Ulnar nerve

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Nerve: Ulnar nerve
Click image to enlarge - ulnar nerve is visible in lower left
Nerves of the left upper extremity. (Ulnar labeled at center left.)
Latinnervus ulnaris
Gray'ssubject #210 939
Innervatesflexor carpi ulnaris
flexor digitorum profundis
lumbrical muscles
opponens digiti minimi
flexor digiti minimi
abductor digiti minimi
interossei
adductor pollicis
FromC8, T1 (branch from Medial cord)
MeSHUlnar+nerve
 
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Nerve: Ulnar nerve
Click image to enlarge - ulnar nerve is visible in lower left
Nerves of the left upper extremity. (Ulnar labeled at center left.)
Latinnervus ulnaris
Gray'ssubject #210 939
Innervatesflexor carpi ulnaris
flexor digitorum profundis
lumbrical muscles
opponens digiti minimi
flexor digiti minimi
abductor digiti minimi
interossei
adductor pollicis
FromC8, T1 (branch from Medial cord)
MeSHUlnar+nerve

In human anatomy, the ulnar nerve is a nerve which runs near the ulna bone. The ulnar collateral ligament of elbow joint is in relation with the ulnar nerve. The nerve is the largest unprotected nerve in the human body (meaning unprotected by muscle or bone), so injury is common. This nerve is directly connected to the little finger, and the adjacent half of the ring finger, supplying the palmar side of these fingers, including both front and back of the tips, perhaps as far back as the fingernail beds.

One method of injuring the nerve is to strike the medial epicondyle of the humerus from posteriorly, or inferiorly with the elbow flexed. The ulnar nerve is trapped between the bone and the overlying skin at this point. This is commonly referred to as bumping one's "funny bone". This name is thought to be a pun, based on the sound resemblance between the name of the bone of the upper arm, the "humerus" and the word "humorous".[1] Alternatively, according to the Oxford English Dictionary it may refer to "the peculiar sensation experienced when it is struck".[2]

Arm[edit]

The ulnar nerve originates from the C8-T1 nerve roots (and occasionally carries C7 fibres) which form part of the medial cord of the brachial plexus, and descends on the posteromedial aspect of the humerus.

Forearm[edit]

It enters the anterior (flexor) compartment of the forearm between the humeral and ulnar heads, lying under the aponeurosis of flexor carpi ulnaris alongside the ulna. There it supplies one and a half muscles (flexor carpi ulnaris and the medial half of flexor digitorum profundus) and courses with the ulnar artery, travelling inferiorly with it deep to the flexor carpi ulnaris muscle.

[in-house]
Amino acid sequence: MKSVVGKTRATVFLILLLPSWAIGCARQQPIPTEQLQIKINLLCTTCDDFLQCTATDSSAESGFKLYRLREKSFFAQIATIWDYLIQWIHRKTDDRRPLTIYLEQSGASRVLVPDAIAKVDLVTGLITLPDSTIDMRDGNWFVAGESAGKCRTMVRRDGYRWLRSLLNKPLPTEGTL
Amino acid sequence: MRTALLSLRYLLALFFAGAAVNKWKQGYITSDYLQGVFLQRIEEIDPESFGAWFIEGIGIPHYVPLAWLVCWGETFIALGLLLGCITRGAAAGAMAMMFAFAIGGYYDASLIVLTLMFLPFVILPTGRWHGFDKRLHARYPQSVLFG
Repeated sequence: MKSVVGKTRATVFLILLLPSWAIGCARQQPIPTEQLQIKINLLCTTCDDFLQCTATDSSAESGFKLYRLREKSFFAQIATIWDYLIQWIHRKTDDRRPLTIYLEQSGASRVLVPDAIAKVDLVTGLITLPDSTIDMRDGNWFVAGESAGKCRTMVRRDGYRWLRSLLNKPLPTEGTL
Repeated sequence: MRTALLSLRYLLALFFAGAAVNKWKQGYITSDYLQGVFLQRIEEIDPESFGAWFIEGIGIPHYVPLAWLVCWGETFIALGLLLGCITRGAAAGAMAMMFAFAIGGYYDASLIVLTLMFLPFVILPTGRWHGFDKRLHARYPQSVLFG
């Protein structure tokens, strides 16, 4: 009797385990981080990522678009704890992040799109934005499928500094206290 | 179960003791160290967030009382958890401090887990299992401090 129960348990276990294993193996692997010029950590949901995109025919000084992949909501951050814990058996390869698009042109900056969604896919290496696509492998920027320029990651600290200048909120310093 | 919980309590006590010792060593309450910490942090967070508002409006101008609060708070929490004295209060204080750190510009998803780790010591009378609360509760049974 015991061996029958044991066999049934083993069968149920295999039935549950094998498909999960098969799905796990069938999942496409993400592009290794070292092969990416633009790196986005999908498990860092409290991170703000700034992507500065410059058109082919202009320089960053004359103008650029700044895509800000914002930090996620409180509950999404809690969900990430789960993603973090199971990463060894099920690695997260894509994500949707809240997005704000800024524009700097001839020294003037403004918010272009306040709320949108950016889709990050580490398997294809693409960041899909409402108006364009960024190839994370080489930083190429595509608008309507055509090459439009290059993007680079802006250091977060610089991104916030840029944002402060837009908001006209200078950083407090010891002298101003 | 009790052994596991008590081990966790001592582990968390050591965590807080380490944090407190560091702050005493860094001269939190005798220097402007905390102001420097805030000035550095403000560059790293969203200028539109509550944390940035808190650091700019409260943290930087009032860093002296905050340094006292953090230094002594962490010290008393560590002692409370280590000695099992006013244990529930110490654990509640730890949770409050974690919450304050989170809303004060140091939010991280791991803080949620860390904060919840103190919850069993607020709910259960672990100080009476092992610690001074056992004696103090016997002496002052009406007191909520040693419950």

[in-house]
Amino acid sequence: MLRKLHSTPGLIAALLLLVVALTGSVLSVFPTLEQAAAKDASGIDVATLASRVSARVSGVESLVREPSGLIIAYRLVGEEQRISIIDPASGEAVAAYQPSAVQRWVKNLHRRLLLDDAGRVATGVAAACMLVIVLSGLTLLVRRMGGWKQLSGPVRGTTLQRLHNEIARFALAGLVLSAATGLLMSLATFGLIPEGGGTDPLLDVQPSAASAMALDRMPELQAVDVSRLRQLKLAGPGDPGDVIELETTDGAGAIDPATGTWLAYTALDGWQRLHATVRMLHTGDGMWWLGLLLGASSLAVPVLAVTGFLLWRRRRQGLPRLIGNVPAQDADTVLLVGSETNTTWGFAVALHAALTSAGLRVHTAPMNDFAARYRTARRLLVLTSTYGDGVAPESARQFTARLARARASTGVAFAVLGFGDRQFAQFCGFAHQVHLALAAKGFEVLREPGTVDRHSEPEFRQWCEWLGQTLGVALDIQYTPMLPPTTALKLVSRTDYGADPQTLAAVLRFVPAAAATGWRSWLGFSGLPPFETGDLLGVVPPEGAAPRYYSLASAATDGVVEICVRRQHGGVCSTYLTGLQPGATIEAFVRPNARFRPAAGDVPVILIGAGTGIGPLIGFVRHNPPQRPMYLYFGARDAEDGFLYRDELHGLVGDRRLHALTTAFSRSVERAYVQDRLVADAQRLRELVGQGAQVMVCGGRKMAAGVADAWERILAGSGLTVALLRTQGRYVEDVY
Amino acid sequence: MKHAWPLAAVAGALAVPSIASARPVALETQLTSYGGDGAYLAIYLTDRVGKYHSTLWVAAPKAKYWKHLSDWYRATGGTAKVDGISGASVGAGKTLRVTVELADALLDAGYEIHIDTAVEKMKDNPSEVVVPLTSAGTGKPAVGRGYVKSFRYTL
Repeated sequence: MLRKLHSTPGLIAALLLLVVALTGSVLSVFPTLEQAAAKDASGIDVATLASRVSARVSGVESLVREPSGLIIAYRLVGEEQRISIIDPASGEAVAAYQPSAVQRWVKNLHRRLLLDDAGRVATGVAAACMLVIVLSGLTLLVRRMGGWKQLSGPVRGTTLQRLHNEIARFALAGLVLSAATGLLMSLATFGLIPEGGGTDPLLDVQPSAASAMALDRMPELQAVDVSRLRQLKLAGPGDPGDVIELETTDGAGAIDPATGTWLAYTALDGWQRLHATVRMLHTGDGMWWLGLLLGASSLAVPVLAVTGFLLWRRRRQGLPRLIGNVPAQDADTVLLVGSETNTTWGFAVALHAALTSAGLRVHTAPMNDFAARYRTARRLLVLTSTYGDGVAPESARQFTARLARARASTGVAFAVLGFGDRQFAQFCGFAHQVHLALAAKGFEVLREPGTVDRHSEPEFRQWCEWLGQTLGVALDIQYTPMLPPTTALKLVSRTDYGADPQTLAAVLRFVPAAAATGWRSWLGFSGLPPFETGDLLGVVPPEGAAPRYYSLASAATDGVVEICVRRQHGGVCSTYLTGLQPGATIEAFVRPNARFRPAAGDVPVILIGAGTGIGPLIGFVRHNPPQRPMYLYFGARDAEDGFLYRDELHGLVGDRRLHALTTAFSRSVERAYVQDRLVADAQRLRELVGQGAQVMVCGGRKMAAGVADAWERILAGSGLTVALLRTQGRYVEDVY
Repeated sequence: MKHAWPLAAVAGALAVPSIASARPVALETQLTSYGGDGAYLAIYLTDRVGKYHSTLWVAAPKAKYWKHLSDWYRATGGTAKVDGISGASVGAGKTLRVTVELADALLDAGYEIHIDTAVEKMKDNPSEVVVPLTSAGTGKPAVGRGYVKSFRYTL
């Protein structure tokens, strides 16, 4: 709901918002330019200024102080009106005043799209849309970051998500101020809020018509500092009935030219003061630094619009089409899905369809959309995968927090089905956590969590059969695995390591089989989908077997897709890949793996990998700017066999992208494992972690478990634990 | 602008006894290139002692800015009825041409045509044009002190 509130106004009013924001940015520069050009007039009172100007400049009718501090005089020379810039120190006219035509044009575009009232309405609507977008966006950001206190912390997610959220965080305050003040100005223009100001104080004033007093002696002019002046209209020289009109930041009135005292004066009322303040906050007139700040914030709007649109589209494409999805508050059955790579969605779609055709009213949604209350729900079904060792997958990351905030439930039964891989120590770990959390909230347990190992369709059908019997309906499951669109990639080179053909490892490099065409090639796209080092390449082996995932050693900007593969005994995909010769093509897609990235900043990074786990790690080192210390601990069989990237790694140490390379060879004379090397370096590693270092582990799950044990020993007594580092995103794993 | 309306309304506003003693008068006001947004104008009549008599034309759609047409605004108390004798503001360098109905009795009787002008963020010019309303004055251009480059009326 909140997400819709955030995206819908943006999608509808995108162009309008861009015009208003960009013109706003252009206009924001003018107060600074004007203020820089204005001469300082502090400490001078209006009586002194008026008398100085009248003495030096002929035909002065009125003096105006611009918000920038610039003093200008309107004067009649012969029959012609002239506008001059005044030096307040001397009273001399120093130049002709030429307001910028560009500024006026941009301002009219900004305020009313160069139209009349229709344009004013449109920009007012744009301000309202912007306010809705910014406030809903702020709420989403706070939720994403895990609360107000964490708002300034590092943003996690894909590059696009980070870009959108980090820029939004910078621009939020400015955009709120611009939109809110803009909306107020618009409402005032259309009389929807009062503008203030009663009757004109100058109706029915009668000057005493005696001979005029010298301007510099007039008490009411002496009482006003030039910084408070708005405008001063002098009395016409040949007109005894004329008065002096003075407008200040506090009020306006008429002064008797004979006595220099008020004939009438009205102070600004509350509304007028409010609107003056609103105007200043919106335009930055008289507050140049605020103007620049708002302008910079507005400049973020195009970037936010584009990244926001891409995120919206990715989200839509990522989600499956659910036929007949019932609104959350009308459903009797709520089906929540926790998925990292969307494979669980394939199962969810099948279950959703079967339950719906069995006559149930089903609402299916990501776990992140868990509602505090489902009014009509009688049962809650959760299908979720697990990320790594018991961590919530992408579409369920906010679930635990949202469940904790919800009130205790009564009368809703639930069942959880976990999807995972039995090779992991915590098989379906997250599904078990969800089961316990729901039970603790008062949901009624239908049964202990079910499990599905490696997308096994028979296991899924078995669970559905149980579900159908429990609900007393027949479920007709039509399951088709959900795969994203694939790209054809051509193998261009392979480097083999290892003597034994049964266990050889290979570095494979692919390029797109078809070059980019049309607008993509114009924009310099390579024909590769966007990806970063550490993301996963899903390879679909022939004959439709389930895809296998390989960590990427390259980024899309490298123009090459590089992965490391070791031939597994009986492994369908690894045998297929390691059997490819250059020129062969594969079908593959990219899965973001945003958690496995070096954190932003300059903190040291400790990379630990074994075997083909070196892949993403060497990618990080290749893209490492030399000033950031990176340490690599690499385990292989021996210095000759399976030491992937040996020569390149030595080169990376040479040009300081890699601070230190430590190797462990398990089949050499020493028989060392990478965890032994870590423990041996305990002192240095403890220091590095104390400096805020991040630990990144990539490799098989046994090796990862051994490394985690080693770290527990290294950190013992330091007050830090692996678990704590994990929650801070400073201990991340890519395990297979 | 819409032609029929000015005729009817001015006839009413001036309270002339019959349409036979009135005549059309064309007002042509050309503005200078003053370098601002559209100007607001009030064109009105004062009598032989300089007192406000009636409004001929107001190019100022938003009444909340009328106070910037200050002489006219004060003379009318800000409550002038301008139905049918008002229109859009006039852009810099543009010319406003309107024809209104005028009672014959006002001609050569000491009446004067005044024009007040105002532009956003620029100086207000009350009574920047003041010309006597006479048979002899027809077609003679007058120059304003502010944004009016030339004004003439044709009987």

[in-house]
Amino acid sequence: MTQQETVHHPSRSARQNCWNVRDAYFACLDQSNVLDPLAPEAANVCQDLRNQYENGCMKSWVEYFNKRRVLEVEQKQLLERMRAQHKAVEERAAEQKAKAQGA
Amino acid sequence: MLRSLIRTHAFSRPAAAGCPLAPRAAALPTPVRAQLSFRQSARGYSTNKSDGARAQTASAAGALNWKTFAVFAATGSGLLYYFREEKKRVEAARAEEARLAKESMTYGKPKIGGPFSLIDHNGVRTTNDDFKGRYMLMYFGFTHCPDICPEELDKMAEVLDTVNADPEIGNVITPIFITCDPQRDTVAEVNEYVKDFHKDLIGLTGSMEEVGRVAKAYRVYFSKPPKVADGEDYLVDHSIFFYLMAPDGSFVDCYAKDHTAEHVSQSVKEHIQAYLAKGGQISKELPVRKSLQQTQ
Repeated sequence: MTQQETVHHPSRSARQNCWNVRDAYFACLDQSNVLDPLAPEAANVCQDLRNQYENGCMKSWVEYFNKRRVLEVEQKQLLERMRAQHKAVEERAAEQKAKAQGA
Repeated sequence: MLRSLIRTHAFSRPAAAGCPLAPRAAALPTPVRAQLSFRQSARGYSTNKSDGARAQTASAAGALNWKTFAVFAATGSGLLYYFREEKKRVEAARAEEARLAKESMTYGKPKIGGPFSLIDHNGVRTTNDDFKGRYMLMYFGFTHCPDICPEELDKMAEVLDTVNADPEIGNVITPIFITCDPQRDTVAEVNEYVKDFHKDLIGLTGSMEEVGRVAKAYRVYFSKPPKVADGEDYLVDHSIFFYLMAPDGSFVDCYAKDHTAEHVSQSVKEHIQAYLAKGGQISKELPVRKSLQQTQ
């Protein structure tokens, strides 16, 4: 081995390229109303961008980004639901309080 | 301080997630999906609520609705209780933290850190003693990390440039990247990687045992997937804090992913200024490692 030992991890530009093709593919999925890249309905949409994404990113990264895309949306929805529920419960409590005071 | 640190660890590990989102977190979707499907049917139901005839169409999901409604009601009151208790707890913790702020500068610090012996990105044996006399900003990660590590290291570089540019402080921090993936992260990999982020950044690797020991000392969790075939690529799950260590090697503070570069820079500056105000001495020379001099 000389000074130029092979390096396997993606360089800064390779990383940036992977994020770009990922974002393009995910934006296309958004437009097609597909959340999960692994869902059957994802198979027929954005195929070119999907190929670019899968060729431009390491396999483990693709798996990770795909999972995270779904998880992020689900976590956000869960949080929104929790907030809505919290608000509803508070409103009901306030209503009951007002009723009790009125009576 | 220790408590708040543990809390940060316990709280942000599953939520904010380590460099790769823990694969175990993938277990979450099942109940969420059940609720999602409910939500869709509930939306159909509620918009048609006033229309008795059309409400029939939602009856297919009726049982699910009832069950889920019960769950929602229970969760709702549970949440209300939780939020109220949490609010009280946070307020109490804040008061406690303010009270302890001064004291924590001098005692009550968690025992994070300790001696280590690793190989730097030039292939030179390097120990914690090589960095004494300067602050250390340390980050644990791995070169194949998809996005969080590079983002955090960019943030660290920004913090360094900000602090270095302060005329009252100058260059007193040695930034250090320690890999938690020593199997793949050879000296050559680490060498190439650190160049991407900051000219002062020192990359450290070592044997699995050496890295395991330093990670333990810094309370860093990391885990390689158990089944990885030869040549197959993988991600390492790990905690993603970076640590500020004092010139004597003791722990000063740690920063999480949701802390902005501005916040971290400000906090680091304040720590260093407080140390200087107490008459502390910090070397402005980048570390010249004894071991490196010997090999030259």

In the forearm it gives off the following branches:[3]

Hand[edit]

After it travels down the ulna, the ulnar nerve enters the palm of the hand through the Guyon's Canal. The ulnar nerve and artery pass superficial to the flexor retinaculum, via the ulnar canal.

The course of the ulnar nerve through the wrist contrasts with that of the median nerve, which travels deep to the flexor retinaculum of the hand.

Here it gives off the following branches:[3]

Branches and innervation[edit]

Muscular[edit]

Dissection of ulnar nerve

The ulnar nerve and its branches innervate the following muscles in the forearm and hand:

An Articular branch that passes to the elbow joint while the ulnar nerve is passing between the olecranon and medial epicondyle of the humerus.

Cutaneous[edit]

The ulnar nerve also provides sensory innervation to the fifth digit and the medial half of the fourth digit, and the corresponding part of the palm:

Ulnar nerve

Ulnar nerve entrapment[edit]

The ulnar nerve can be trapped or pinched as it proceeds from the brachial plexus to the fingertips. One common cause is cubital tunnel syndrome. In this syndrome, a tunnel on the medial side of the elbow traps the nerve.

Pinching of the ulnar nerve often causes paraesthesiae (tingling) in the fourth and fifth digits. Temporary paraesthesiae can be caused by sleeping or poor posture while awkwardly placing weight on one's arm, or by cycling for extended periods of time. In severe cases, surgery is performed to move the nerve.

Severe entrapment or complete severing of the ulnar nerve can present clinically as an ulnar claw.

Injury[edit]

Cutaneous innervation of the right upper extremity. Areas innervated by the radial nerve are colored in pink.

Injury of the ulnar nerve at different levels causes varying motor and sensory deficits.

At the elbow

At the wrist

See also[edit]

Additional images[edit]

References[edit]

  1. ^ Hendrickson, Robert A. The Facts on File Encyclopedia of Word and Phrase Origins (Facts on File Writer's Library). New York: Checkmark Books. p. 281. ISBN 0-8160-5992-6. 
  2. ^ "Welcome to the new OED Online : Oxford English Dictionary". Dictionary.oed.com. Retrieved 2012-03-20. 
  3. ^ a b Ellis, Harold; Susan Standring; Gray, Henry David (2005). Gray's anatomy: the anatomical basis of clinical practice. St. Louis, Mo: Elsevier Churchill Livingstone. p. 700. ISBN 0-443-07168-3. 

External links[edit]